Do note that when multiplexing in this way, each LED will be on for a maximum of 33.33% of the time. The brightness of each LED will be less than expected, and the RGB color will be affected as well.

PWM Considerations

I can't tell you exactly what to do because you didn't say what your system clock speed was. I know for the Arduino it is 16MHz. However, AVR chips come by default using the internal 8MHz oscillator scaled down to 1MHz. This system clock prescaler can be changed in software as well. This is discussed in the Datasheet under the "System Clock Prescaler" Section 9.11.

You have two frequencies to worry about: the RGB color switching frequency (how fast to pulse each individual LED), and the RGB ground control switching frequency (how fast to switch control from one RGB LED to the next). One of these frequencies should quite a bit higher than the other. I'd suggest a faster pulse frequency.

For example: switching LED control every 2 ms means a total control switching period of 6ms creating a frequency of 167Hz. The pulse frequency needs to happen within the 2ms each LED is enabled. How many should fit into this 2 ms is up to you, but I'd say at least 5. Hence, a 2.5kHz pulse frequency should be used (5 / 2ms = 2.5kHz). That way, each LED will go through 5 full pulse cycles during the 2ms it is enabled by the ground control line. You can play with these numbers to see what happens...

Software Control

Once you figure out how fast everything really needs to be, the software control is relatively easy, but there are a few different ways to go about it.

Option 1

You could set up a single timer in CTC mode with the TOP value set by compare match A to create the faster pulse frequency. In our example, this should be 2.5kHz. Every time this ISR tiggers, the LEDs color controls should all be set HI. A variable in this ISR could also count how many times it triggers. On the fifth time, switch control from one LED to the next and reset the ISR count. This creates a 2ms timer inside of the 2.5kHz ISR.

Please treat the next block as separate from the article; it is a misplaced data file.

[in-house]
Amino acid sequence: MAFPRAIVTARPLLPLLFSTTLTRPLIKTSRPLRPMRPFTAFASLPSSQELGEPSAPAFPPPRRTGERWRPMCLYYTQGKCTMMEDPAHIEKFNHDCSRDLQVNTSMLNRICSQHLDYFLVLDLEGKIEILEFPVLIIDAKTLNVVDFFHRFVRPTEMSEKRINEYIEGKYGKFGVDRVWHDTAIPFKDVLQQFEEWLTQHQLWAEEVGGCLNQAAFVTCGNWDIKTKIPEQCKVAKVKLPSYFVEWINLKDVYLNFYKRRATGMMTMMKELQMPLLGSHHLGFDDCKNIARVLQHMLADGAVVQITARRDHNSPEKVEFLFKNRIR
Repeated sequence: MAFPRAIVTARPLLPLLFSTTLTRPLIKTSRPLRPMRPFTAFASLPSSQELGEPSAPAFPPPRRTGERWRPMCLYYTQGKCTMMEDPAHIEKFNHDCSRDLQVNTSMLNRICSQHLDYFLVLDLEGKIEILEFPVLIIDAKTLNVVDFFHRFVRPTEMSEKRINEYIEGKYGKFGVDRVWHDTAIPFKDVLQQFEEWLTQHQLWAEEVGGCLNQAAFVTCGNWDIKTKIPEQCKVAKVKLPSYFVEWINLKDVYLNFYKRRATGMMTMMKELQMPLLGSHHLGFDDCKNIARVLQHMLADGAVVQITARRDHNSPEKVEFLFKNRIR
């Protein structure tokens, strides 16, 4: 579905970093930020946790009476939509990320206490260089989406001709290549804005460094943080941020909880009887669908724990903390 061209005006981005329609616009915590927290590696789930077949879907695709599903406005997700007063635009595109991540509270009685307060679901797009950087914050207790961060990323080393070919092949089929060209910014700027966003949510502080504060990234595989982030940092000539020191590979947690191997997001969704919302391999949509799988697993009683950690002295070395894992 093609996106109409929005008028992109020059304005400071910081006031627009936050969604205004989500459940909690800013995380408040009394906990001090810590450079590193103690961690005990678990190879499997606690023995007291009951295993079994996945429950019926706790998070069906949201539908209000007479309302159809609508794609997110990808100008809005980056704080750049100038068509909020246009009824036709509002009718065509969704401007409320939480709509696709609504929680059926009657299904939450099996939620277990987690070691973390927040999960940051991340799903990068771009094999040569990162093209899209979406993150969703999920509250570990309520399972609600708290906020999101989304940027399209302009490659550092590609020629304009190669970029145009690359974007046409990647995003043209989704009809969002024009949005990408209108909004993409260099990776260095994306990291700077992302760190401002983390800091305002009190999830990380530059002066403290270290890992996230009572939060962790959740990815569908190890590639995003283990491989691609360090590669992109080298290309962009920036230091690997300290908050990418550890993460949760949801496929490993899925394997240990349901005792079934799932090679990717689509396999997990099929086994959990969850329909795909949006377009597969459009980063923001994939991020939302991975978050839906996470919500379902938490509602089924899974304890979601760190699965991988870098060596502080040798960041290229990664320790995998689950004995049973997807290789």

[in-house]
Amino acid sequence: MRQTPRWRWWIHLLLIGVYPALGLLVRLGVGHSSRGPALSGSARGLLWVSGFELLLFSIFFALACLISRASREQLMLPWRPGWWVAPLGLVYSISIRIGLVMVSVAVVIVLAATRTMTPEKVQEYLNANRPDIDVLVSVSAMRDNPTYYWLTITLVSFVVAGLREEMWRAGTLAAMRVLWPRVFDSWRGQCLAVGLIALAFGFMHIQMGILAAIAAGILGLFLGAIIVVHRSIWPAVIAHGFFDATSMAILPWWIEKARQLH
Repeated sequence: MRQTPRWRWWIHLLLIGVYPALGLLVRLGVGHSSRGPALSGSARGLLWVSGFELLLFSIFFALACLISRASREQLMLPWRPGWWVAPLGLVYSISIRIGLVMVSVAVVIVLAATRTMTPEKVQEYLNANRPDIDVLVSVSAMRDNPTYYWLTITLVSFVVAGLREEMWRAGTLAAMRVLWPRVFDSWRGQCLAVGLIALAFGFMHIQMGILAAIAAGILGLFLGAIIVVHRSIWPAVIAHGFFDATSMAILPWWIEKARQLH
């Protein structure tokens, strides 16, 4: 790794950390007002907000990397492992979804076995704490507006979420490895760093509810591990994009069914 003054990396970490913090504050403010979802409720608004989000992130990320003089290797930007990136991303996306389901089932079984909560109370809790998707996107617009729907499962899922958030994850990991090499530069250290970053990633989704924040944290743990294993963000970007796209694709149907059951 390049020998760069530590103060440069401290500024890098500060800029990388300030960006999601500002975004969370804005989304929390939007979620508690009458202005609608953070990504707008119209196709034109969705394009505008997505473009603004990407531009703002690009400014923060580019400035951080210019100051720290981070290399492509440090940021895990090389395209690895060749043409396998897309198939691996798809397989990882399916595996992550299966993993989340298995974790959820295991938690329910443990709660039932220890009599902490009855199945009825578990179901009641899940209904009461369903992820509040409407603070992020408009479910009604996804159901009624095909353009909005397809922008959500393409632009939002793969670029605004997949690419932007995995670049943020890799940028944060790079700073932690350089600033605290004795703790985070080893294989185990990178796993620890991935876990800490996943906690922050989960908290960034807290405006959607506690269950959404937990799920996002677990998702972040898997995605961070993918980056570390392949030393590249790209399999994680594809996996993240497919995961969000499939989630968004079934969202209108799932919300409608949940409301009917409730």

With compare match A set to trigger at the beginning of each LED pulse cycle, use compare match B to trigger when an LED should be turned off (the color control line cleared). This value would need to be updated inside of the compare match B ISR for the next LED that needs to be turned off. The "off time" can be updated in main.

I have done this numerous times and know that it works well, but it will take some thought on how to know what color LED to shut off, and how to set the next compare match B value. ISR B should trigger 3 times (once for each color control line) each time ISR A triggers to start a new PWM cycle. I'll let you figure out those details...

Pseudo Code:

// Every 1 ISR iteration is start of new PWM cycle
// Every 5 ISR iterations is time to switch control to next RGB LED
ISR_A{

  // Time to switch control from one RGB LED to the next
  if(++cycle_count == 5){
  TURN_OFF(ctrl_R | ctrl_G | ctrl_B); // make sure the previous LED is OFF
  cycle_cnt = 0;                      // reset count

  // Switch from LED 1 to LED 2
  if(ctrl_gnd1){
    TURN_OFF(ctrl_gnd1);
    TURN_ON(ctrl_gnd2);
    R_LED_time = R_LED2_ON;
    G_LED_time = G_LED2_ON;
    B_LED_time = B_LED2_ON;
  }
  // Switch from LED 2 to LED 3
  else if(ctrl_gnd2){
    TURN_OFF(ctrl_gnd2);
    TURN_ON(ctrl_gnd3);
    R_LED_time = R_LED3_ON;
    G_LED_time = G_LED3_ON;
    B_LED_time = B_LED3_ON;
  }
  // Switch from LED 3 to LED 1
  else{
    TURN_OFF(ctrl_gnd3);
    TURN_ON(ctrl_gnd1);
    R_LED_time = R_LED1_ON;
    G_LED_time = G_LED1_ON;
    B_LED_time = B_LED1_ON;
  }